Cars and Their Parts

Annice

I was dreading buying tires yesterday (don’t most baby boomer women feel the same way?) despite the fact that my two front tires were practically bald and my car was due to pass inspection.  And yes, I know, the safety issue is critical.  The problem is, it’s overwhelming and I hate anything to do with cars or their parts.  In fact, if you remember I posted back in 2009 about buying my first brand new car ever when I traded in my 1989 Dodge Dakota pick-up with almost 200,000 miles.  Loved that truck, but I ditched it for my new Honda Fit – thank you Mr. Obama for that cash for clunker deal.

As it turns out, Honda is very clever.  While the Fit is a cheap mass market

Honda Fit

car, Honda has tried very hard to make sure you buy the tires from them.  In other words, OEM (tires), or original equipment manufactured products or components that are purchased by another company and retailed under that purchasing company’s brand name, i.e. Honda.  How do I know this?  The Honda Fit chat room, of course.  I ventured there one late night looking for advice and a bargain.  One smart guy had this to say. “Most stock OEM tires are garbage, and I suggest replacing them with something in a more common size. 185 55 16 is an odd ball tire size that will offer limited choices.  Tirerack shows only 2 choices.  Honda probably figures that most people will get frustrated and go back to their dealers for tire replacement at inflated prices.  I suggest changing the OEM’s out with either 195 60 16 or 195 50 16.  The 60 series tire will offer a softer ride with good handling and traction while the 50 series, though V and Z rated, offers a similar ride as the OEM’s but more affordable tires and brand choices.”

So you see, I need to change them out to 195 60 16 …and I set out to do just that.  I started by calling all my local tire stores to see if they had two said tires for my Honda Fit.  No one had them in stock but all could order them and have them in a day.  All were more expensive than the Honda dealer, so Honda it had to be.  Then, while doing errands yesterday, I saw a store called Discount Tires.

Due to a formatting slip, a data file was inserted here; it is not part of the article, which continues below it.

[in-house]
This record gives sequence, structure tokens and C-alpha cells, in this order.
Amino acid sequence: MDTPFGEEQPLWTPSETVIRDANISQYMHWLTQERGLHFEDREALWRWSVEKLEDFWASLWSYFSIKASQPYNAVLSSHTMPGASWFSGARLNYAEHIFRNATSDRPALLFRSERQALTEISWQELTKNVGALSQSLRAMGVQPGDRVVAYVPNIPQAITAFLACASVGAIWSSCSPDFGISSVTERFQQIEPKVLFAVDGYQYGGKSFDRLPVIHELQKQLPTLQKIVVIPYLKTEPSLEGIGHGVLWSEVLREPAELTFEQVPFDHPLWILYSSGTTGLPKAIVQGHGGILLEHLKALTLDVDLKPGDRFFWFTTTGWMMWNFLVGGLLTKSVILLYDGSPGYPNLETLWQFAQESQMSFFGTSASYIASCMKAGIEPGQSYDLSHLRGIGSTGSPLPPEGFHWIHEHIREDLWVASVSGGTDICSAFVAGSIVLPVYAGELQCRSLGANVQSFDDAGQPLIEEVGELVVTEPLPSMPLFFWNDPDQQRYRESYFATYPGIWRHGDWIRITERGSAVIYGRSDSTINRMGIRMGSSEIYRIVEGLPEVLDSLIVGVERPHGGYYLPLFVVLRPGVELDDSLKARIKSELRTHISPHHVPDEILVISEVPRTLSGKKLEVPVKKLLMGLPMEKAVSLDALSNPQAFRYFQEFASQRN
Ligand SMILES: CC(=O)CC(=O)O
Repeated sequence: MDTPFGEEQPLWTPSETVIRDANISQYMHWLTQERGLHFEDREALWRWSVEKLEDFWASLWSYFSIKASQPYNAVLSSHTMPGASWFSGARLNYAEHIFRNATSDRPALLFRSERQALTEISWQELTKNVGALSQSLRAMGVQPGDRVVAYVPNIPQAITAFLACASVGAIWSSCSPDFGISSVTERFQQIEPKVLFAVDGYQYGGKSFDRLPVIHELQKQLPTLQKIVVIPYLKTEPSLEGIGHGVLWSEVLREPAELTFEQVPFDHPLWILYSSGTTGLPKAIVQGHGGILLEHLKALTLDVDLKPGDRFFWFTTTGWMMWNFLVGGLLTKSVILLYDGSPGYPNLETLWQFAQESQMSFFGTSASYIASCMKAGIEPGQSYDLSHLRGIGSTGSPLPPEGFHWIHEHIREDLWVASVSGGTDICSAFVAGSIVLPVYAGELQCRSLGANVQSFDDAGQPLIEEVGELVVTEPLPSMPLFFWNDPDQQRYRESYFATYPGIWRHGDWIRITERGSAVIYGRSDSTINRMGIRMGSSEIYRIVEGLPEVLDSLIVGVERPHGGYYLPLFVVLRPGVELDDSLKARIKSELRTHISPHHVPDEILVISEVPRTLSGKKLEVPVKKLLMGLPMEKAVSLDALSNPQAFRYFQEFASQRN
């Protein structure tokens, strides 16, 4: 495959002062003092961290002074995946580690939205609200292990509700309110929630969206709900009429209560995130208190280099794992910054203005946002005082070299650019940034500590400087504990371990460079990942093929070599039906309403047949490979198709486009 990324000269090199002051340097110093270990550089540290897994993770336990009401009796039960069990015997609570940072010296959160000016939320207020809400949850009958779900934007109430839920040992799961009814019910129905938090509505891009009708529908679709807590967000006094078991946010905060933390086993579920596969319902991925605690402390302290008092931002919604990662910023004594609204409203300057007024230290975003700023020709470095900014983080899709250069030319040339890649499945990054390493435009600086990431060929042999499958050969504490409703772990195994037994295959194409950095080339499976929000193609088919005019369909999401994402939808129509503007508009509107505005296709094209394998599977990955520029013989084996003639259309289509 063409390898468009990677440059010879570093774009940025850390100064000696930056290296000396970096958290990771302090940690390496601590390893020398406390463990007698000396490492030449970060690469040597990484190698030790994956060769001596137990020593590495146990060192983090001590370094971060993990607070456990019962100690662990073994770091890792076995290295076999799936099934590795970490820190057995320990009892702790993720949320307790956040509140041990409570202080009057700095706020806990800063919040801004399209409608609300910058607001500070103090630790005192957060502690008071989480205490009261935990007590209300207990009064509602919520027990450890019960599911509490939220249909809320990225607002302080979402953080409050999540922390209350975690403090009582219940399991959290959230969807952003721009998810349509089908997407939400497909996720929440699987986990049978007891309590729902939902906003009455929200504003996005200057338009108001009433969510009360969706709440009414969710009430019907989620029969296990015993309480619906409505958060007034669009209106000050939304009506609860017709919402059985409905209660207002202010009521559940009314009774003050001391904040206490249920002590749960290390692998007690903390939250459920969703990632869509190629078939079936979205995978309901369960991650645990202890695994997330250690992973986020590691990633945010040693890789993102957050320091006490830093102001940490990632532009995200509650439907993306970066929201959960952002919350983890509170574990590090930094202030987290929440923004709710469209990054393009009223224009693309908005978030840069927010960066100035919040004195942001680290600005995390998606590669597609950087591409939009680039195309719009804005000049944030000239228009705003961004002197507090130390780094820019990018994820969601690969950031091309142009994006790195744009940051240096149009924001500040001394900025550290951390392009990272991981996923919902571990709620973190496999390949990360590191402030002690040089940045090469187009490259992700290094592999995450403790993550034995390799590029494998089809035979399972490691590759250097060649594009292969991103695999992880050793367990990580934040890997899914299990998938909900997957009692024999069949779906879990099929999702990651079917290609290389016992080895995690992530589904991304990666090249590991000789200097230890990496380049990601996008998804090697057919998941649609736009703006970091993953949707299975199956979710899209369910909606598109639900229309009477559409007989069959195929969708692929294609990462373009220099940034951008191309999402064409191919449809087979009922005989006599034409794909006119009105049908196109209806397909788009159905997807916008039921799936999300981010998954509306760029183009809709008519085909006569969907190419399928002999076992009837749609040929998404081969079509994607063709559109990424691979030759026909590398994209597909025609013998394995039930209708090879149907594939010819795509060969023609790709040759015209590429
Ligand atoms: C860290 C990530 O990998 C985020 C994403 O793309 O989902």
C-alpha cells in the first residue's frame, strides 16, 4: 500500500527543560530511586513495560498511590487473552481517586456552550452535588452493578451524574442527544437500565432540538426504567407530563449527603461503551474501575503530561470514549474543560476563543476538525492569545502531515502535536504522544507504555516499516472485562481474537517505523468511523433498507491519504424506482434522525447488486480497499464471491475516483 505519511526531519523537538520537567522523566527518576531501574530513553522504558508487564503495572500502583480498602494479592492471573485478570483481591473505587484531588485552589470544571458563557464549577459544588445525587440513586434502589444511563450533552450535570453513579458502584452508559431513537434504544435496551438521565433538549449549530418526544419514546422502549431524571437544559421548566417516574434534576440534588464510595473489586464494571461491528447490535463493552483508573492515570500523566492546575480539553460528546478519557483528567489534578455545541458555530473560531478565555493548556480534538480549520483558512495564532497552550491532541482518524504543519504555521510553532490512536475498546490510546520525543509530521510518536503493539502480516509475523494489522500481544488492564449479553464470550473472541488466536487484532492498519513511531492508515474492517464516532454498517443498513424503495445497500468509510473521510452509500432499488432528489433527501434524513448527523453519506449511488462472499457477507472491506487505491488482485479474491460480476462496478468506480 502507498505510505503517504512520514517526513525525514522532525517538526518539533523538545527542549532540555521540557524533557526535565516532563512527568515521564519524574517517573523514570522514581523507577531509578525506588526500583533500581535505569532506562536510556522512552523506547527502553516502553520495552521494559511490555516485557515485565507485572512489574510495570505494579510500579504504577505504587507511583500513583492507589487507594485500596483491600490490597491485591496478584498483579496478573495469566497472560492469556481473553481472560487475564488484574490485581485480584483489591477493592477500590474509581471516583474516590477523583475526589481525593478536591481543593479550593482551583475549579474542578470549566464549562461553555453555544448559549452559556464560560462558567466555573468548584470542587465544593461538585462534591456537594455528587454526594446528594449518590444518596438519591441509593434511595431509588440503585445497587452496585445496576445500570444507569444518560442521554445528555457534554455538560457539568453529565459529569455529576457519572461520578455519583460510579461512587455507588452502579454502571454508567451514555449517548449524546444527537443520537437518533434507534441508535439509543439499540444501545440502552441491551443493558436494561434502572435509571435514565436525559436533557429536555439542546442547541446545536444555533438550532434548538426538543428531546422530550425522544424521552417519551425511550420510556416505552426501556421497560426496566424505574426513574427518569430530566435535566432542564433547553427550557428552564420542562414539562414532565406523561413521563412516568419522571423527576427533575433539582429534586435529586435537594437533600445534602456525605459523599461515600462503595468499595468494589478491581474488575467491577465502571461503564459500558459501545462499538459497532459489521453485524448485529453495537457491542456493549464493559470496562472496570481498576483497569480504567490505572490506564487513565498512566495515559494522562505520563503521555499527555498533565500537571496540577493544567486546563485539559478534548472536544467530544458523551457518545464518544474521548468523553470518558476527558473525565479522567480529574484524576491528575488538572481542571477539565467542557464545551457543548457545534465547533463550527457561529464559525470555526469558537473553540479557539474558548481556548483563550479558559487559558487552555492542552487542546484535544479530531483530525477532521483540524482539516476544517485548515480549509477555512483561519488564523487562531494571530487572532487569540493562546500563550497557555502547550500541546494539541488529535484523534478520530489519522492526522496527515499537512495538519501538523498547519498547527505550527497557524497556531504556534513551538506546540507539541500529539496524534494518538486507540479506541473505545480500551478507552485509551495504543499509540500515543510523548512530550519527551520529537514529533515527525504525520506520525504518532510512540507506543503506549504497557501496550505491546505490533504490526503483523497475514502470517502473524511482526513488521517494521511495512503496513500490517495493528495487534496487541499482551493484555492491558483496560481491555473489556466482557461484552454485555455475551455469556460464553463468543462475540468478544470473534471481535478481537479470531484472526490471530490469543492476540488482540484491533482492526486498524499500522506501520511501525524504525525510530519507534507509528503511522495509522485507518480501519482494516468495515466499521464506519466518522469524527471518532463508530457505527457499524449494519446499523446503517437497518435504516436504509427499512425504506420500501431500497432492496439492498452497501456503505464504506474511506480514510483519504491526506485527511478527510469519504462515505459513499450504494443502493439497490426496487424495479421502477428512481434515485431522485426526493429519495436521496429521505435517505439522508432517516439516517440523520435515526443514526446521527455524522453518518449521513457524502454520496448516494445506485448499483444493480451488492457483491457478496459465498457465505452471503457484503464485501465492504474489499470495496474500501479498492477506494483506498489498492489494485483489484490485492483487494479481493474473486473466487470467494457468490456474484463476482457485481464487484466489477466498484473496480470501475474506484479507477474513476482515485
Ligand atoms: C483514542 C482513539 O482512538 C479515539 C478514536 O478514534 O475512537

I parked the car, and as soon as I got out, a young smiling guy in a uniform came up to meet me in the parking lot, and asked if he could help.  He ushered me inside, educated me on tires and basically shared the same info the Honda Fit forum did.  He had the tires in stock, and they were almost $40 less than Honda and the local tire guys.

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Twenty minutes later and a cup of gourmet decaf coffee (it was 5:30 p.m.) and I had my new tires.  I wish I could have given my business to the local guys but $80 is a big savings.  Guess I’ll have to spend it in a local restaurant this week-end.

3 thoughts on “Cars and Their Parts

  1. Good for you that you found a bargain, relatively speaking. I have a Saturn, and it was the same story with the tires. Not nice! Luckily, I have a great mechanic who feels like one of my 3 brothers, so he got a good deal, and, filled them with nitrogen. Couldn’t be happier.

  2. I think tires are a “man” thing and the hype and smoke and mirrors are tailored to them. My husband has 4 trucks, one of which is used solely to store trash and take it to the landfill. The tires are bad so he is insisting on getting it the best of the best, $800 on a vehicle that sits most of the time. He is convinced this is the way to go.If he used your methodology I think he’d find a much more economical solution.

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